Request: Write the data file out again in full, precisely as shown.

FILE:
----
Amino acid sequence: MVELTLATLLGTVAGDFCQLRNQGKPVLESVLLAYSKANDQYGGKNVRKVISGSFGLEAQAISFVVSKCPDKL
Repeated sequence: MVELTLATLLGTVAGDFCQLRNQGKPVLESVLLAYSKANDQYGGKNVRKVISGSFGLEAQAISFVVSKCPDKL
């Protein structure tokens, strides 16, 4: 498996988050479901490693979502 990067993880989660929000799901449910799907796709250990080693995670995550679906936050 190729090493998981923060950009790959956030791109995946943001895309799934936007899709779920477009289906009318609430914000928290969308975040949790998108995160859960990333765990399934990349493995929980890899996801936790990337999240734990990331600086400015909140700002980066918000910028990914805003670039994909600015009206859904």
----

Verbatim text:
Amino acid sequence: MVELTLATLLGTVAGDFCQLRNQGKPVLESVLLAYSKANDQYGGKNVRKVISGSFGLEAQAISFVVSKCPDKL
Repeated sequence: MVELTLATLLGTVAGDFCQLRNQGKPVLESVLLAYSKANDQYGGKNVRKVISGSFGLEAQAISFVVSKCPDKL
């Protein structure tokens, strides 16, 4: 498996988050479901490693979502 990067993880989660929000799901449910799907796709250990080693995670995550679906936050 190729090493998981923060950009790959956030791109995946943001895309799934936007899709779920477009289906009318609430914000928290969308975040949790998108995160859960990333765990399934990349493995929980890899996801936790990337999240734990990331600086400015909140700002980066918000910028990914805003670039994909600015009206859904």